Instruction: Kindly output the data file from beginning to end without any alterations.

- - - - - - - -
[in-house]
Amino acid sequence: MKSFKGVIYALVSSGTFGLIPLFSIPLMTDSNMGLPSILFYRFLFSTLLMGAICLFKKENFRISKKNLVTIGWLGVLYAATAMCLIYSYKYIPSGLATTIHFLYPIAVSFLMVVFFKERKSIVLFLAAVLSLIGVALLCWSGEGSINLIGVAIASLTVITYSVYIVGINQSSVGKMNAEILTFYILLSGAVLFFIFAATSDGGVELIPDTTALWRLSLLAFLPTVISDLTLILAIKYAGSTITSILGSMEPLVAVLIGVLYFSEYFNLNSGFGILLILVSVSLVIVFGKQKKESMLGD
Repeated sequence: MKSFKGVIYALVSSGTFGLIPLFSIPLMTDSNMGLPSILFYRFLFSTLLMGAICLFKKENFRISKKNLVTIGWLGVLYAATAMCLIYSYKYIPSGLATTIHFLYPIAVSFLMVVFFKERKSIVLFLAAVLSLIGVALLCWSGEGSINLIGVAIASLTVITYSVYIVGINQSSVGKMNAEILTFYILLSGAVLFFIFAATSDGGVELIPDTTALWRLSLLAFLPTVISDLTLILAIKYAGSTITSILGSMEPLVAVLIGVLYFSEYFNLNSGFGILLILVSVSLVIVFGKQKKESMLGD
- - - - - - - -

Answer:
[in-house]
Amino acid sequence: MKSFKGVIYALVSSGTFGLIPLFSIPLMTDSNMGLPSILFYRFLFSTLLMGAICLFKKENFRISKKNLVTIGWLGVLYAATAMCLIYSYKYIPSGLATTIHFLYPIAVSFLMVVFFKERKSIVLFLAAVLSLIGVALLCWSGEGSINLIGVAIASLTVITYSVYIVGINQSSVGKMNAEILTFYILLSGAVLFFIFAATSDGGVELIPDTTALWRLSLLAFLPTVISDLTLILAIKYAGSTITSILGSMEPLVAVLIGVLYFSEYFNLNSGFGILLILVSVSLVIVFGKQKKESMLGD
Repeated sequence: MKSFKGVIYALVSSGTFGLIPLFSIPLMTDSNMGLPSILFYRFLFSTLLMGAICLFKKENFRISKKNLVTIGWLGVLYAATAMCLIYSYKYIPSGLATTIHFLYPIAVSFLMVVFFKERKSIVLFLAAVLSLIGVALLCWSGEGSINLIGVAIASLTVITYSVYIVGINQSSVGKMNAEILTFYILLSGAVLFFIFAATSDGGVELIPDTTALWRLSLLAFLPTVISDLTLILAIKYAGSTITSILGSMEPLVAVLIGVLYFSEYFNLNSGFGILLILVSVSLVIVFGKQKKESMLGD